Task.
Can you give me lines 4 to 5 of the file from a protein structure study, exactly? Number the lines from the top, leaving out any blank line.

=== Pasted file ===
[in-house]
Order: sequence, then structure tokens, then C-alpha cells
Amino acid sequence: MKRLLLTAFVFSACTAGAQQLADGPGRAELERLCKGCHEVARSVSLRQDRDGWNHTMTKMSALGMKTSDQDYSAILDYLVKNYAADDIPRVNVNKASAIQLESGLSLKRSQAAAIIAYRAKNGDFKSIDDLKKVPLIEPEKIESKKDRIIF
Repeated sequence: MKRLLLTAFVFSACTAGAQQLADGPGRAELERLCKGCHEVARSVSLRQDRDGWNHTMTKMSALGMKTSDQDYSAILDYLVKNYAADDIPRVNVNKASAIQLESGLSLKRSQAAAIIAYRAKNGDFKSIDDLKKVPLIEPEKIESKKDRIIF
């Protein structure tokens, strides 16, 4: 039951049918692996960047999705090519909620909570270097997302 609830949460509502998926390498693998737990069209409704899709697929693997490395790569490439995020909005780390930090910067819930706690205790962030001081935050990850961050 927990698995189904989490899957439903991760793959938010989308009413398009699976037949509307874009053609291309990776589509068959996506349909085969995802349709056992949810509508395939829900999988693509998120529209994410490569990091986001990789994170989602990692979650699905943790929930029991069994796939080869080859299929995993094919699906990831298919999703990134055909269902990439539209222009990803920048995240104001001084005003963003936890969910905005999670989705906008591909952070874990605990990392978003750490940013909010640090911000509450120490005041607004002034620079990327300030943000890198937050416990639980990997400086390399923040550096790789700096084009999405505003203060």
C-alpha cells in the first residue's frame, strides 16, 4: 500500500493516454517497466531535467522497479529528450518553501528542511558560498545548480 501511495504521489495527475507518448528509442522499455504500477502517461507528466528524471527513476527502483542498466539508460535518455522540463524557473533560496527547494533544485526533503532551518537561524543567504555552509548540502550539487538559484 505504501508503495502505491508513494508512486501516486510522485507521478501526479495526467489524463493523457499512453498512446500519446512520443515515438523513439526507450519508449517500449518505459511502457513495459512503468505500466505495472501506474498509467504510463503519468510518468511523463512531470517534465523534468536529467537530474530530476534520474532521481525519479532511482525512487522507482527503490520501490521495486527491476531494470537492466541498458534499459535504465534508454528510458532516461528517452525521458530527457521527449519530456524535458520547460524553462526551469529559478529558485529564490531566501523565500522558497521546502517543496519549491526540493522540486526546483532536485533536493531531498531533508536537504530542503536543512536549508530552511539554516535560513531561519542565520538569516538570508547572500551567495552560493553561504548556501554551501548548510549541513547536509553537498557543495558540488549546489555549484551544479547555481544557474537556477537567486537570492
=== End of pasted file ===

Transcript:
Repeated sequence: MKRLLLTAFVFSACTAGAQQLADGPGRAELERLCKGCHEVARSVSLRQDRDGWNHTMTKMSALGMKTSDQDYSAILDYLVKNYAADDIPRVNVNKASAIQLESGLSLKRSQAAAIIAYRAKNGDFKSIDDLKKVPLIEPEKIESKKDRIIF
């Protein structure tokens, strides 16, 4: 039951049918692996960047999705090519909620909570270097997302 609830949460509502998926390498693998737990069209409704899709697929693997490395790569490439995020909005780390930090910067819930706690205790962030001081935050990850961050 927990698995189904989490899957439903991760793959938010989308009413398009699976037949509307874009053609291309990776589509068959996506349909085969995802349709056992949810509508395939829900999988693509998120529209994410490569990091986001990789994170989602990692979650699905943790929930029991069994796939080869080859299929995993094919699906990831298919999703990134055909269902990439539209222009990803920048995240104001001084005003963003936890969910905005999670989705906008591909952070874990605990990392978003750490940013909010640090911000509450120490005041607004002034620079990327300030943000890198937050416990639980990997400086390399923040550096790789700096084009999405505003203060």